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Infect Immun. 2014 Feb;82(2):476-90. doi: 10.1128/IAI.01196-13. Epub 2013 Nov 25.

Reversible lipid accumulation and associated division arrest of Mycobacterium avium in lipoprotein-induced foamy macrophages may resemble key events during latency and reactivation of tuberculosis.

Author information

1
Centre d'Immunologie de Marseille-Luminy (CIML), INSERM UMR 1104, CNRS UMR 7280, Aix-Marseille University, UM 2, Marseille, France.

Abstract

During the dormant phase of tuberculosis, Mycobacterium tuberculosis persists in lung granulomas by residing in foamy macrophages (FM) that contain abundant lipid bodies (LB) in their cytoplasm, allowing bacilli to accumulate lipids as intracytoplasmic lipid inclusions (ILI). An experimental model of FM is presented where bone marrow-derived mouse macrophages are infected with M. avium and exposed to very-low-density lipoprotein (VLDL) as a lipid source. Quantitative analysis of detailed electron microscope observations showed the following results. (i) Macrophages became foamy, and mycobacteria formed ILI, for which host triacylglycerides, rather than cholesterol, was essential. (ii) Lipid transfer occurred via mycobacterium-induced fusion between LB and phagosomes. (iii) Mycobacteria showed a thinned cell wall and became elongated but did not divide. (iv) Upon removal of VLDL, LB and ILI declined within hours, and simultaneous resumption of mycobacterial division restored the number of mycobacteria to the same level as that found in untreated control macrophages. This showed that the presence of ILI resulted in a reversible block of division without causing a change in the mycobacterial replication rate. Fluctuation between ILI either partially or fully extending throughout the mycobacterial cytoplasm was suggestive of bacterial cell cycle events. We propose that VLDL-driven FM constitute a well-defined cellular system in which to study changed metabolic states of intracellular mycobacteria that may relate to persistence and reactivation of tuberculosis.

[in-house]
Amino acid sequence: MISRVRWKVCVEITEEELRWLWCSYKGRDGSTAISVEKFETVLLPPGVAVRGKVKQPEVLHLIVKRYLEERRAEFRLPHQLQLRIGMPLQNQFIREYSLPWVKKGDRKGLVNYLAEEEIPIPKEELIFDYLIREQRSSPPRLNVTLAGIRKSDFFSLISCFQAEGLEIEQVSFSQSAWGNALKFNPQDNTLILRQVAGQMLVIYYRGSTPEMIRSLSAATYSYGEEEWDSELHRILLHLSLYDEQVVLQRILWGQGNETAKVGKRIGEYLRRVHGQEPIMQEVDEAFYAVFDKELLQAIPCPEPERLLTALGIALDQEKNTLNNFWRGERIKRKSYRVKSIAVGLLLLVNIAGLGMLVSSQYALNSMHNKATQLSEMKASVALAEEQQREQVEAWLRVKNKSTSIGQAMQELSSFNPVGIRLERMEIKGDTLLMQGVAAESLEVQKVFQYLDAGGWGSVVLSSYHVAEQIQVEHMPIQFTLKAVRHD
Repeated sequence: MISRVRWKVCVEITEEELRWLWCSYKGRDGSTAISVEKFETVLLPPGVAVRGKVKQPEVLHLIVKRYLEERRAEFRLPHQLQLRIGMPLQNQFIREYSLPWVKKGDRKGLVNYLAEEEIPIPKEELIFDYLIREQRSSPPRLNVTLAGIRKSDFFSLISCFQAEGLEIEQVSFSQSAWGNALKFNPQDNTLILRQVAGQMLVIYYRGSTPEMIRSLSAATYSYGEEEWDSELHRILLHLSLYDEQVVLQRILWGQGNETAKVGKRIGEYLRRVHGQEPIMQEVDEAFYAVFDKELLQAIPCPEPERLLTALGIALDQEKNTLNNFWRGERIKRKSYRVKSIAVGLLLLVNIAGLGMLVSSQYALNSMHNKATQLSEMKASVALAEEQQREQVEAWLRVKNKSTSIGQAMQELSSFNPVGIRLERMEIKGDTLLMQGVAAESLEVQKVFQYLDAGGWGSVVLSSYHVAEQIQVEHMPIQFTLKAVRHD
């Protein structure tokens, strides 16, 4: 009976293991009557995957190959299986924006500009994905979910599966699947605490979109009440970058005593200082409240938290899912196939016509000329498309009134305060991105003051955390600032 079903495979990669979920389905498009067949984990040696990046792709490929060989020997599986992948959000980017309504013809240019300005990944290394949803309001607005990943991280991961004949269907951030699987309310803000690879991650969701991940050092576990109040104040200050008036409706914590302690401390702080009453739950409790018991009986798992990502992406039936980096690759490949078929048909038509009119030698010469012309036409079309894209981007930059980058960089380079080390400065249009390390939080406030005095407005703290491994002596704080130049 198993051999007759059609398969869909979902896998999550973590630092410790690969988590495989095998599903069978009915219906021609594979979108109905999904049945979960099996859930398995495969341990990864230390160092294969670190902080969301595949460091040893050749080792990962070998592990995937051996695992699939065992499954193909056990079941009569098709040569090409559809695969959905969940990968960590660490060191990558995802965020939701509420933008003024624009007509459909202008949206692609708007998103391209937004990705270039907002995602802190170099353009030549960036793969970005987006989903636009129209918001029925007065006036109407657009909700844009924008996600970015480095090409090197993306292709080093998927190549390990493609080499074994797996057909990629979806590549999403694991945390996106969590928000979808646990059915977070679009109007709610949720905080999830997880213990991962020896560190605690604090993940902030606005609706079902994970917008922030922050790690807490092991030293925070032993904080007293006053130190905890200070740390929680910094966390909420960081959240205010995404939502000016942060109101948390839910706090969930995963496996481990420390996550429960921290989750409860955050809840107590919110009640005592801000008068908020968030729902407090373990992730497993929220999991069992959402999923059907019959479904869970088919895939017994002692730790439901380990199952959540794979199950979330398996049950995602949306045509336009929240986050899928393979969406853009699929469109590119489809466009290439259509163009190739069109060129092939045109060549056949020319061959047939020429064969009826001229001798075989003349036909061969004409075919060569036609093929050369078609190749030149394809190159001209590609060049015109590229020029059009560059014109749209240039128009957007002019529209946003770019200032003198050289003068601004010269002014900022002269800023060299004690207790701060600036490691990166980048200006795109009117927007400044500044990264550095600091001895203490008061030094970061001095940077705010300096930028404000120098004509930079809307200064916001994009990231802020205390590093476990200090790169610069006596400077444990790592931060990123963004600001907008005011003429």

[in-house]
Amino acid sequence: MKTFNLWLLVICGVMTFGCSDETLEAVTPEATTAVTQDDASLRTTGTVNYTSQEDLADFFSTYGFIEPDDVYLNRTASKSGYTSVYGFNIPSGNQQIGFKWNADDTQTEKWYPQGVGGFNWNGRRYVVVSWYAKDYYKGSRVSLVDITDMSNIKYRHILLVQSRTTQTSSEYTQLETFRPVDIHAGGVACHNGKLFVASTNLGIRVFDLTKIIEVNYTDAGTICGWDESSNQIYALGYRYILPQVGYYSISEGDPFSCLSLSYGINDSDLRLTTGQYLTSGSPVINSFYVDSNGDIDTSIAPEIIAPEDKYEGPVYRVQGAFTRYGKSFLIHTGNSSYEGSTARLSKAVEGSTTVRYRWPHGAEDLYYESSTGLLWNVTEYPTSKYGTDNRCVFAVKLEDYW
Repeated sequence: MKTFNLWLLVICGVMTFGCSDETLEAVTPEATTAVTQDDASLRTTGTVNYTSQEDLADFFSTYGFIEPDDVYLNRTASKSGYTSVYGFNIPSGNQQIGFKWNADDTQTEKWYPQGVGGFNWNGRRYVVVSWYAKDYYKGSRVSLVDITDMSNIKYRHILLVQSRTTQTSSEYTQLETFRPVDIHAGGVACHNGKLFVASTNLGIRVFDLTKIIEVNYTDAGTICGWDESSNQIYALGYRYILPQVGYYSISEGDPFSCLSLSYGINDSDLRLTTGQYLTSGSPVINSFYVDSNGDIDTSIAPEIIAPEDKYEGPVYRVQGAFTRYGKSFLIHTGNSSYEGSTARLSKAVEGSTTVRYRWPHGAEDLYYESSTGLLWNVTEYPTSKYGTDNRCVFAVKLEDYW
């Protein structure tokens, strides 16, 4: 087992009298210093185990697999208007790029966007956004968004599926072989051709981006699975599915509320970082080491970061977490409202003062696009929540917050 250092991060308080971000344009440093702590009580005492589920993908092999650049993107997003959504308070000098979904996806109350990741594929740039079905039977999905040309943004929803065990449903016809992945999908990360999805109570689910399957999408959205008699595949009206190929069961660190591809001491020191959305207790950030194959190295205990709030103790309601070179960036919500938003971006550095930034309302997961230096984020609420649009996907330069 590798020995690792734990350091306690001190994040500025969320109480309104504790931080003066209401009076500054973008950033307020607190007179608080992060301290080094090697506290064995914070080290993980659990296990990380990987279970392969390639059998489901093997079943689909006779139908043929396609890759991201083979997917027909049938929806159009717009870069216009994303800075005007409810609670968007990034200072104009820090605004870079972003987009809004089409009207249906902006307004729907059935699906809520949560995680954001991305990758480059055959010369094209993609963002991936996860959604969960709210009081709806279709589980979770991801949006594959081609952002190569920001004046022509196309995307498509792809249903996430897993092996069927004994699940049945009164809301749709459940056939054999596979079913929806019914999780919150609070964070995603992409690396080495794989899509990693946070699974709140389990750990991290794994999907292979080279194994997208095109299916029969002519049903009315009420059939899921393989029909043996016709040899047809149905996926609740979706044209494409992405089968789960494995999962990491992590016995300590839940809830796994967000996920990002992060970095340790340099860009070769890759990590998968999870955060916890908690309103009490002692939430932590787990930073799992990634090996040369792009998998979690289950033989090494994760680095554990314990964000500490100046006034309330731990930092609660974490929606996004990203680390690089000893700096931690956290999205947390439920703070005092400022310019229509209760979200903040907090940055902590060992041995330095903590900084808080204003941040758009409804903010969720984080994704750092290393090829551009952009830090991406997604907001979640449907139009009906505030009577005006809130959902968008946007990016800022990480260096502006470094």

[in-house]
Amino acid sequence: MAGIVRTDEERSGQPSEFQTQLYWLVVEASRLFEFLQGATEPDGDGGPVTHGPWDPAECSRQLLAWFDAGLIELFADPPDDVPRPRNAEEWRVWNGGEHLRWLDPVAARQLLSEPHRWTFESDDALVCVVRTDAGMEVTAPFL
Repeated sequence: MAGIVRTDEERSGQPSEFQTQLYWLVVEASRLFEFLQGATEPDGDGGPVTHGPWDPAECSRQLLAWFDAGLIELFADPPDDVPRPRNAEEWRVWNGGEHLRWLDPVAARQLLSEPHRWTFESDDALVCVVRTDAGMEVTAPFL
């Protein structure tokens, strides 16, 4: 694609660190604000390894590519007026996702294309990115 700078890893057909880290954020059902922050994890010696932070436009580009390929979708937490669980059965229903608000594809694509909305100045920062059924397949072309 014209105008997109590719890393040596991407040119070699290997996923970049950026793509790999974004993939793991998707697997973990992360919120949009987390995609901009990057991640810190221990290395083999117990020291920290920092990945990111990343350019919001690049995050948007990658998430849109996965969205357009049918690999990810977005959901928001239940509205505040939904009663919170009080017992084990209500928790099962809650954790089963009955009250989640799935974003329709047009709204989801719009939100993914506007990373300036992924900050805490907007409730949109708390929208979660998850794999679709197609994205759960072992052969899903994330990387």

PMID:
24478064
PMCID:
PMC3911402
DOI:
10.1128/IAI.01196-13
[Indexed for MEDLINE]
Free PMC Article

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